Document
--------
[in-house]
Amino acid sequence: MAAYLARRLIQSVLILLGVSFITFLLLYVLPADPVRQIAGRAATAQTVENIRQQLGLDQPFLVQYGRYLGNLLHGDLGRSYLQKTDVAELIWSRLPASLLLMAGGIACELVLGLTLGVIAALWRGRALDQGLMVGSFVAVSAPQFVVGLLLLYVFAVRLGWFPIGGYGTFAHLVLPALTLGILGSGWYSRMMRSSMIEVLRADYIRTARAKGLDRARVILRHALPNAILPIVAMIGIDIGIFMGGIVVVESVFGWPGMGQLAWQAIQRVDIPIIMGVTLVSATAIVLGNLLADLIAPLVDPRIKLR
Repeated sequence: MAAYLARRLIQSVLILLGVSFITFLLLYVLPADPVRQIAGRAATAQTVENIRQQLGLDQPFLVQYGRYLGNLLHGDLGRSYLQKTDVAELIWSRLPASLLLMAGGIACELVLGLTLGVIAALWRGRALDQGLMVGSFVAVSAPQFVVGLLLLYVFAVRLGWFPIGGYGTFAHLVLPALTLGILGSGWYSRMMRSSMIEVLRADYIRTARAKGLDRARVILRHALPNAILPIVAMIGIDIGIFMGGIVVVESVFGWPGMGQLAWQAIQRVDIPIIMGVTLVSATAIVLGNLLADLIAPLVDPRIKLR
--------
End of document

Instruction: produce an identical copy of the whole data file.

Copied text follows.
[in-house]
Amino acid sequence: MAAYLARRLIQSVLILLGVSFITFLLLYVLPADPVRQIAGRAATAQTVENIRQQLGLDQPFLVQYGRYLGNLLHGDLGRSYLQKTDVAELIWSRLPASLLLMAGGIACELVLGLTLGVIAALWRGRALDQGLMVGSFVAVSAPQFVVGLLLLYVFAVRLGWFPIGGYGTFAHLVLPALTLGILGSGWYSRMMRSSMIEVLRADYIRTARAKGLDRARVILRHALPNAILPIVAMIGIDIGIFMGGIVVVESVFGWPGMGQLAWQAIQRVDIPIIMGVTLVSATAIVLGNLLADLIAPLVDPRIKLR
Repeated sequence: MAAYLARRLIQSVLILLGVSFITFLLLYVLPADPVRQIAGRAATAQTVENIRQQLGLDQPFLVQYGRYLGNLLHGDLGRSYLQKTDVAELIWSRLPASLLLMAGGIACELVLGLTLGVIAALWRGRALDQGLMVGSFVAVSAPQFVVGLLLLYVFAVRLGWFPIGGYGTFAHLVLPALTLGILGSGWYSRMMRSSMIEVLRADYIRTARAKGLDRARVILRHALPNAILPIVAMIGIDIGIFMGGIVVVESVFGWPGMGQLAWQAIQRVDIPIIMGVTLVSATAIVLGNLLADLIAPLVDPRIKLR